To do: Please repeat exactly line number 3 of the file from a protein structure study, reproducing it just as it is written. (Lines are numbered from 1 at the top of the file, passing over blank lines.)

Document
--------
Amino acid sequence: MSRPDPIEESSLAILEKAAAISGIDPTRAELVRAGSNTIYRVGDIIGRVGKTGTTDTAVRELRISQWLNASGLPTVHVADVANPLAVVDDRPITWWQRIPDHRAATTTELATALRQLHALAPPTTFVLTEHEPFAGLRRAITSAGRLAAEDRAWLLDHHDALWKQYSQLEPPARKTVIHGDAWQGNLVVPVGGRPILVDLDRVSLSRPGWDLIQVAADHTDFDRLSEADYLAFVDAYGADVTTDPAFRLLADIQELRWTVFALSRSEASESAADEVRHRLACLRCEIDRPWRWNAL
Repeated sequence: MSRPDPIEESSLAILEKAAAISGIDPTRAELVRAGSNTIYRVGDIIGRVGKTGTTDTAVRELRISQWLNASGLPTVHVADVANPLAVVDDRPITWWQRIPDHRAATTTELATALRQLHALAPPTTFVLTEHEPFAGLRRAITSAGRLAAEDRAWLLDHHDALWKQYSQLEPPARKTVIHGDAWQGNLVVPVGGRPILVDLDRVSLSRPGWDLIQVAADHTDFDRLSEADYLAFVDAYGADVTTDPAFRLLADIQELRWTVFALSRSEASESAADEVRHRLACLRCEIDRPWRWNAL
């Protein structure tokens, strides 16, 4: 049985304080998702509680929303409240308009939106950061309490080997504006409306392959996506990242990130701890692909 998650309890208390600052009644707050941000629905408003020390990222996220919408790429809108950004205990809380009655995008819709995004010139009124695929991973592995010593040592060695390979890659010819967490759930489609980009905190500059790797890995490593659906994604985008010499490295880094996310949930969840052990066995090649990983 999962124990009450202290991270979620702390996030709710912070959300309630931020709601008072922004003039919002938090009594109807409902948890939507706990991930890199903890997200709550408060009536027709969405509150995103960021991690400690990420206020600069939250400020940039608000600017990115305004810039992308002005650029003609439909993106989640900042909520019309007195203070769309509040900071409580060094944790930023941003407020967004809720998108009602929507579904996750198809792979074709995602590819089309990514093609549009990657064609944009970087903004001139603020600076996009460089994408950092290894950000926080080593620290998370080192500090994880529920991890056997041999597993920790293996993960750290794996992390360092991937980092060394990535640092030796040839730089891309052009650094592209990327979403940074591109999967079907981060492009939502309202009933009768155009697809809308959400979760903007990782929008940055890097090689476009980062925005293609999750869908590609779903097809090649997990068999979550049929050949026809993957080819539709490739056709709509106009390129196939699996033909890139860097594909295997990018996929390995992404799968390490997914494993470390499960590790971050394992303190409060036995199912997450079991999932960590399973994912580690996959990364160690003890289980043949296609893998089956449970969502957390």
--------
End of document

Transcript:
């Protein structure tokens, strides 16, 4: 049985304080998702509680929303409240308009939106950061309490080997504006409306392959996506990242990130701890692909 998650309890208390600052009644707050941000629905408003020390990222996220919408790429809108950004205990809380009655995008819709995004010139009124695929991973592995010593040592060695390979890659010819967490759930489609980009905190500059790797890995490593659906994604985008010499490295880094996310949930969840052990066995090649990983 999962124990009450202290991270979620702390996030709710912070959300309630931020709601008072922004003039919002938090009594109807409902948890939507706990991930890199903890997200709550408060009536027709969405509150995103960021991690400690990420206020600069939250400020940039608000600017990115305004810039992308002005650029003609439909993106989640900042909520019309007195203070769309509040900071409580060094944790930023941003407020967004809720998108009602929507579904996750198809792979074709995602590819089309990514093609549009990657064609944009970087903004001139603020600076996009460089994408950092290894950000926080080593620290998370080192500090994880529920991890056997041999597993920790293996993960750290794996992390360092991937980092060394990535640092030796040839730089891309052009650094592209990327979403940074591109999967079907981060492009939502309202009933009768155009697809809308959400979760903007990782929008940055890097090689476009980062925005293609999750869908590609779903097809090649997990068999979550049929050949026809993957080819539709490739056709709509106009390129196939699996033909890139860097594909295997990018996929390995992404799968390490997914494993470390499960590790971050394992303190409060036995199912997450079991999932960590399973994912580690996959990364160690003890289980043949296609893998089956449970969502957390």